Jun25ThuJune 25, 2015
All men can see these tactics whereby I conquer, but what none can see is the strategy out of which victory is evolved. - Sun Tau
When you approach a problem, do you approach it strategically or tactically?
The difference is critical.
Strategies are long term. They are bigger-picture plans. Tactics are best understood by getting to the root of the word: tactic. It’s a one-off. It’s a small-scale action serving a larger purpose (Merriam Webster).
I think it’s fair to say that one of the contexts that pops to mind immediately when you hear these words is the military. You can understand military strategies to combat an enemy or defend a position as larger-scale plans that are comprised of tactics. Said differently, strategy is concerned with winning the war, while tactics are focused on winning the battle. This is affirmed by influential military theorist, Carl con Clausewitz : ”Tactics is the art of using troops in battle; strategy is the art of using battles to win the war."
In advertising, strategy equals brand development. It’s bigger picture, and as a result, it has lasting impact. Tactical efforts are ‘quick hitters’ - for instance, a campaign to bump up sales in a specific window of time.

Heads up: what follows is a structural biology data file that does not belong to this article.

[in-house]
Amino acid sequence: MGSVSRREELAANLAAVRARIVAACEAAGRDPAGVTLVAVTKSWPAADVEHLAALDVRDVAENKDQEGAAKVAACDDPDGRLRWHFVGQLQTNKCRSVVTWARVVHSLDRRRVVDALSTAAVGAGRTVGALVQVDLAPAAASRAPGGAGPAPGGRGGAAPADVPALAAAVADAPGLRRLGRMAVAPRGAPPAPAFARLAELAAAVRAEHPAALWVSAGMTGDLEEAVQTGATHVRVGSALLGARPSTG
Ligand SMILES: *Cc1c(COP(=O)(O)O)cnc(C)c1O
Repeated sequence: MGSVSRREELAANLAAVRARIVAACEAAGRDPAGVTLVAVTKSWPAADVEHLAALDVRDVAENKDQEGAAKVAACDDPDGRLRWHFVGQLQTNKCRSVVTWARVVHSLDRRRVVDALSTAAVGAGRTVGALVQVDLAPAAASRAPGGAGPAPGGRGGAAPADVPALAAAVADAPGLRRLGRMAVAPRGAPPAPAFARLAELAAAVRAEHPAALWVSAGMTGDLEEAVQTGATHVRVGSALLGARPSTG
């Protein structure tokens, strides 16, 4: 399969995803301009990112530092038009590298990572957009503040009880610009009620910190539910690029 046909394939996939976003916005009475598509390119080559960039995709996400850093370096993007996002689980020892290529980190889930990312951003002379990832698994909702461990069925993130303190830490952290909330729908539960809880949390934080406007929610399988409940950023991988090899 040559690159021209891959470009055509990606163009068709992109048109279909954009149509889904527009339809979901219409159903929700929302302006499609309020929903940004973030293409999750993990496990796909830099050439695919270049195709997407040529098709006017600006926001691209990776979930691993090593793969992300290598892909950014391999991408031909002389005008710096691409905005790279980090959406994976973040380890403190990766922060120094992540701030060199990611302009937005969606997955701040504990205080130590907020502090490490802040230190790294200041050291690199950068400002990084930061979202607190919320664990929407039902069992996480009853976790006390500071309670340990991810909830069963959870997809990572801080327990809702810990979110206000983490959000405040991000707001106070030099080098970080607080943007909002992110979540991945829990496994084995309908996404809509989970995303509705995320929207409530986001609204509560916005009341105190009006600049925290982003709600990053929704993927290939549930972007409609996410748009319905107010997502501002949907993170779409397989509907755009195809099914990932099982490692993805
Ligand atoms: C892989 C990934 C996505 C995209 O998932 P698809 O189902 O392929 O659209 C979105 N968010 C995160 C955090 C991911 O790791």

But tactical advertising is often misused. It’s often done on it’s own, outside the confines of a larger strategy. We see a need and we advertise to answer that need (again, bumping up sales for a certain product or service is a good example here).
But imagine an army that functioned that way - a general in the heat of the moment employing numerous tactics to try and deal with the most pressing needs - responding, instead of directing and taking charge of the flow of the war. I trust it’s easy to understand that an approach like that would be disjointed, expensive, wasteful, and ultimately ineffective. They might win a battle or two. They might even win the majority of the battles, but did they advance the overall war effort? How would they know, and if they did win, how much unnecessary cost did it take to get there? In other words, IF they won, they got lucky.
Sadly, this is how too many organizations advertise. They are tactical, not strategic. It feels like they are being strategic when they plan their individual tactics, but without a broader plan that includes goals and directives for all advertising, they are merely hoping for the right result - leaving success to chance.
But the results in that context are the same as with an army. The only way to effectively and meaningfully move forward with your tactics, is to understand them in context of your strategy.
It’s also the only way to truly measure success. And isn't it nice to know whether you've succeeded or not?